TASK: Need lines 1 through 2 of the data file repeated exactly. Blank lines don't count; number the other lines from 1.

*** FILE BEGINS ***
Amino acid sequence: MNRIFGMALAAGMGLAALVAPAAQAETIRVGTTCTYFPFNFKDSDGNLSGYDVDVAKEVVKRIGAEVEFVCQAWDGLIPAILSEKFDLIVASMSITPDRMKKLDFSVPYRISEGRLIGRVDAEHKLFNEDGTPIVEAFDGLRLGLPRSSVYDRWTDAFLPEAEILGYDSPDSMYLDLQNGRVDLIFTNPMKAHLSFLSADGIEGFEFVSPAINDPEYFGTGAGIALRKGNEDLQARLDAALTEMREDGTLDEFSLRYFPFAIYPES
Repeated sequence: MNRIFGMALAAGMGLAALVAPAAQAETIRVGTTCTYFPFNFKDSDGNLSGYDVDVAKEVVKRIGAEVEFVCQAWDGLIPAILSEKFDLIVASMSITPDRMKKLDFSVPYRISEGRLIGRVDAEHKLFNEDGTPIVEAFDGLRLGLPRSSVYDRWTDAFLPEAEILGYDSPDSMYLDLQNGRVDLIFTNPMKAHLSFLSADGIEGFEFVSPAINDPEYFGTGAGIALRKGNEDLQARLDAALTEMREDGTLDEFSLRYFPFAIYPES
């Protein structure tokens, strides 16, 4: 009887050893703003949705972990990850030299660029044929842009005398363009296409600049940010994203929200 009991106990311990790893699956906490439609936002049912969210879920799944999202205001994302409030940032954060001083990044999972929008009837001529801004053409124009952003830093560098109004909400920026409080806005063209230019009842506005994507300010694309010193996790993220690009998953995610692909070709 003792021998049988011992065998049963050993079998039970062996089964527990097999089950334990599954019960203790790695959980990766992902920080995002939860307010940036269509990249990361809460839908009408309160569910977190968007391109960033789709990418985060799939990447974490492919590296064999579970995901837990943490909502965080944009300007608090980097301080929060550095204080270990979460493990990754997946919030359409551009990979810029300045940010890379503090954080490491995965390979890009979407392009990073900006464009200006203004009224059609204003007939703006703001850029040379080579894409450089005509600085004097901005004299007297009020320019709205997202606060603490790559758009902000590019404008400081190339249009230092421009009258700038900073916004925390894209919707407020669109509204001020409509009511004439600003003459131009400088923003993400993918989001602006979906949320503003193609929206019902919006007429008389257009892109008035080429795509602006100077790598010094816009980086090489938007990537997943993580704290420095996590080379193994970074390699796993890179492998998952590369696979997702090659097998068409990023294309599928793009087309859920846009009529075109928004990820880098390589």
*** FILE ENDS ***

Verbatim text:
Amino acid sequence: MNRIFGMALAAGMGLAALVAPAAQAETIRVGTTCTYFPFNFKDSDGNLSGYDVDVAKEVVKRIGAEVEFVCQAWDGLIPAILSEKFDLIVASMSITPDRMKKLDFSVPYRISEGRLIGRVDAEHKLFNEDGTPIVEAFDGLRLGLPRSSVYDRWTDAFLPEAEILGYDSPDSMYLDLQNGRVDLIFTNPMKAHLSFLSADGIEGFEFVSPAINDPEYFGTGAGIALRKGNEDLQARLDAALTEMREDGTLDEFSLRYFPFAIYPES
Repeated sequence: MNRIFGMALAAGMGLAALVAPAAQAETIRVGTTCTYFPFNFKDSDGNLSGYDVDVAKEVVKRIGAEVEFVCQAWDGLIPAILSEKFDLIVASMSITPDRMKKLDFSVPYRISEGRLIGRVDAEHKLFNEDGTPIVEAFDGLRLGLPRSSVYDRWTDAFLPEAEILGYDSPDSMYLDLQNGRVDLIFTNPMKAHLSFLSADGIEGFEFVSPAINDPEYFGTGAGIALRKGNEDLQARLDAALTEMREDGTLDEFSLRYFPFAIYPES